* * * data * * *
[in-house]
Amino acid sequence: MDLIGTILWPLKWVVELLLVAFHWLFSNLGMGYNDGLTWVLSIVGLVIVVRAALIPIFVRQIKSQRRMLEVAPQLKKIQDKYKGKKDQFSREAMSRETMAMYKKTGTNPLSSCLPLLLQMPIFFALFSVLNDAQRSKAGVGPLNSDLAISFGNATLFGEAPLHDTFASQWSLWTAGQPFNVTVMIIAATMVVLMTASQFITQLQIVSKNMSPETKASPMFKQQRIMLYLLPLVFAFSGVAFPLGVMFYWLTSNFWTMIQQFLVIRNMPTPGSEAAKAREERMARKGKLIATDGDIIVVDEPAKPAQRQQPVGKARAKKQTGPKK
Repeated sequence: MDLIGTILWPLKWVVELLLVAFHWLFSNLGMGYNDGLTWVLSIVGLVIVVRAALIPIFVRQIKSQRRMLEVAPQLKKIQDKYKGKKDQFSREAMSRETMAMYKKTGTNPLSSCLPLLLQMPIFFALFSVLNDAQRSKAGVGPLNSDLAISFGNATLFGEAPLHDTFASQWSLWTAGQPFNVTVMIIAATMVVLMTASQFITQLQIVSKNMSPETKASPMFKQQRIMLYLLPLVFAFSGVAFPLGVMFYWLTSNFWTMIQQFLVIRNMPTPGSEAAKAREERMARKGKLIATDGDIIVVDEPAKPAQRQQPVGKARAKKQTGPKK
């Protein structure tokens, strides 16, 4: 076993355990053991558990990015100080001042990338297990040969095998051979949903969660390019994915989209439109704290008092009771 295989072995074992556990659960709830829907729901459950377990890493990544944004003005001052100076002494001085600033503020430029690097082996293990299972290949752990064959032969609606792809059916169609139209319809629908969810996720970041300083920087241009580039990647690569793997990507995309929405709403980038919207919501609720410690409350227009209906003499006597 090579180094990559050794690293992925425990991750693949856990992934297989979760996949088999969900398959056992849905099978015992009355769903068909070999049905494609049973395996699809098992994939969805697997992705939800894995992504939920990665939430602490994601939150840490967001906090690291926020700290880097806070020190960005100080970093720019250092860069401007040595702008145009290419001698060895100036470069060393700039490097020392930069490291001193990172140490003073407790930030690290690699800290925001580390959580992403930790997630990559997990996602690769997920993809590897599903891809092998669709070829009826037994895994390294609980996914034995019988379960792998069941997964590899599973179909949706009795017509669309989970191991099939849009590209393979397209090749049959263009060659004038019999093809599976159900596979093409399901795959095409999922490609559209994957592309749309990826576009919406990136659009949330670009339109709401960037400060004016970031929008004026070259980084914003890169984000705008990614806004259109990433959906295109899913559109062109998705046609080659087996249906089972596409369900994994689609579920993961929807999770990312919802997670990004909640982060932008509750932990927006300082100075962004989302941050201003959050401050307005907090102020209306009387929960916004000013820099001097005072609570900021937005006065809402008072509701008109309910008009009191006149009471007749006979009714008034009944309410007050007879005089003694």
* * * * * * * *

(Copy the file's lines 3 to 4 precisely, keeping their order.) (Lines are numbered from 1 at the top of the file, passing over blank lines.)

Repeated sequence: MDLIGTILWPLKWVVELLLVAFHWLFSNLGMGYNDGLTWVLSIVGLVIVVRAALIPIFVRQIKSQRRMLEVAPQLKKIQDKYKGKKDQFSREAMSRETMAMYKKTGTNPLSSCLPLLLQMPIFFALFSVLNDAQRSKAGVGPLNSDLAISFGNATLFGEAPLHDTFASQWSLWTAGQPFNVTVMIIAATMVVLMTASQFITQLQIVSKNMSPETKASPMFKQQRIMLYLLPLVFAFSGVAFPLGVMFYWLTSNFWTMIQQFLVIRNMPTPGSEAAKAREERMARKGKLIATDGDIIVVDEPAKPAQRQQPVGKARAKKQTGPKK
């Protein structure tokens, strides 16, 4: 076993355990053991558990990015100080001042990338297990040969095998051979949903969660390019994915989209439109704290008092009771 295989072995074992556990659960709830829907729901459950377990890493990544944004003005001052100076002494001085600033503020430029690097082996293990299972290949752990064959032969609606792809059916169609139209319809629908969810996720970041300083920087241009580039990647690569793997990507995309929405709403980038919207919501609720410690409350227009209906003499006597 090579180094990559050794690293992925425990991750693949856990992934297989979760996949088999969900398959056992849905099978015992009355769903068909070999049905494609049973395996699809098992994939969805697997992705939800894995992504939920990665939430602490994601939150840490967001906090690291926020700290880097806070020190960005100080970093720019250092860069401007040595702008145009290419001698060895100036470069060393700039490097020392930069490291001193990172140490003073407790930030690290690699800290925001580390959580992403930790997630990559997990996602690769997920993809590897599903891809092998669709070829009826037994895994390294609980996914034995019988379960792998069941997964590899599973179909949706009795017509669309989970191991099939849009590209393979397209090749049959263009060659004038019999093809599976159900596979093409399901795959095409999922490609559209994957592309749309990826576009919406990136659009949330670009339109709401960037400060004016970031929008004026070259980084914003890169984000705008990614806004259109990433959906295109899913559109062109998705046609080659087996249906089972596409369900994994689609579920993961929807999770990312919802997670990004909640982060932008509750932990927006300082100075962004989302941050201003959050401050307005907090102020209306009387929960916004000013820099001097005072609570900021937005006065809402008072509701008109309910008009009191006149009471007749006979009714008034009944309410007050007879005089003694």